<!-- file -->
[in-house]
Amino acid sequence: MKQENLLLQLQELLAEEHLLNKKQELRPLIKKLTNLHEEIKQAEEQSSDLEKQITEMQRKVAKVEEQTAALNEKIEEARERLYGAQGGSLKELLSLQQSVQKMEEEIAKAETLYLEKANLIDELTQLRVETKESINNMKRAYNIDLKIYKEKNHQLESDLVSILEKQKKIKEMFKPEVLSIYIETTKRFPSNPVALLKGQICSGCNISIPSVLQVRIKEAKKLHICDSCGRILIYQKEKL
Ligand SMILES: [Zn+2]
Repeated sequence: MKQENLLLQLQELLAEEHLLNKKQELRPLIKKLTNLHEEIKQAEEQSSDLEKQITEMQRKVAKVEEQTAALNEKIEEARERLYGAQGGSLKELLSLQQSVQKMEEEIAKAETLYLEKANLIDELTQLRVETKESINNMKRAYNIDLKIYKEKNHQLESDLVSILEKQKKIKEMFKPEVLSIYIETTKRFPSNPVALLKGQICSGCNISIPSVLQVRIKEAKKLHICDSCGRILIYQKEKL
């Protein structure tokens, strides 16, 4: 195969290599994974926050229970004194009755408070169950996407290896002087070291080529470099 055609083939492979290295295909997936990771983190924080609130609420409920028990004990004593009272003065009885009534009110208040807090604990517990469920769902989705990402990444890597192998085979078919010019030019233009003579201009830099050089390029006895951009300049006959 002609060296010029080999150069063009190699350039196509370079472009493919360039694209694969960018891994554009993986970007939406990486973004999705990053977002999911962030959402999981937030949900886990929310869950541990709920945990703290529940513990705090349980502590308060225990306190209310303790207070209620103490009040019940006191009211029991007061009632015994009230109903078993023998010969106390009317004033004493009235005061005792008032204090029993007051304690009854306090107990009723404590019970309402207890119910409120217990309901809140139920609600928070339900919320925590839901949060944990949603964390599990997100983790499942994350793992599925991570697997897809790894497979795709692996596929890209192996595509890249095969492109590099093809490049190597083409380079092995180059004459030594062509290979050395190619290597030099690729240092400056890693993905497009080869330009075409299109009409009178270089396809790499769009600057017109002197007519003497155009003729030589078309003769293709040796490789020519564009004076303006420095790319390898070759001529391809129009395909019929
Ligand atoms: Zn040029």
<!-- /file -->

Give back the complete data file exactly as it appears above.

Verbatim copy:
[in-house]
Amino acid sequence: MKQENLLLQLQELLAEEHLLNKKQELRPLIKKLTNLHEEIKQAEEQSSDLEKQITEMQRKVAKVEEQTAALNEKIEEARERLYGAQGGSLKELLSLQQSVQKMEEEIAKAETLYLEKANLIDELTQLRVETKESINNMKRAYNIDLKIYKEKNHQLESDLVSILEKQKKIKEMFKPEVLSIYIETTKRFPSNPVALLKGQICSGCNISIPSVLQVRIKEAKKLHICDSCGRILIYQKEKL
Ligand SMILES: [Zn+2]
Repeated sequence: MKQENLLLQLQELLAEEHLLNKKQELRPLIKKLTNLHEEIKQAEEQSSDLEKQITEMQRKVAKVEEQTAALNEKIEEARERLYGAQGGSLKELLSLQQSVQKMEEEIAKAETLYLEKANLIDELTQLRVETKESINNMKRAYNIDLKIYKEKNHQLESDLVSILEKQKKIKEMFKPEVLSIYIETTKRFPSNPVALLKGQICSGCNISIPSVLQVRIKEAKKLHICDSCGRILIYQKEKL
């Protein structure tokens, strides 16, 4: 195969290599994974926050229970004194009755408070169950996407290896002087070291080529470099 055609083939492979290295295909997936990771983190924080609130609420409920028990004990004593009272003065009885009534009110208040807090604990517990469920769902989705990402990444890597192998085979078919010019030019233009003579201009830099050089390029006895951009300049006959 002609060296010029080999150069063009190699350039196509370079472009493919360039694209694969960018891994554009993986970007939406990486973004999705990053977002999911962030959402999981937030949900886990929310869950541990709920945990703290529940513990705090349980502590308060225990306190209310303790207070209620103490009040019940006191009211029991007061009632015994009230109903078993023998010969106390009317004033004493009235005061005792008032204090029993007051304690009854306090107990009723404590019970309402207890119910409120217990309901809140139920609600928070339900919320925590839901949060944990949603964390599990997100983790499942994350793992599925991570697997897809790894497979795709692996596929890209192996595509890249095969492109590099093809490049190597083409380079092995180059004459030594062509290979050395190619290597030099690729240092400056890693993905497009080869330009075409299109009409009178270089396809790499769009600057017109002197007519003497155009003729030589078309003769293709040796490789020519564009004076303006420095790319390898070759001529391809129009395909019929
Ligand atoms: Zn040029």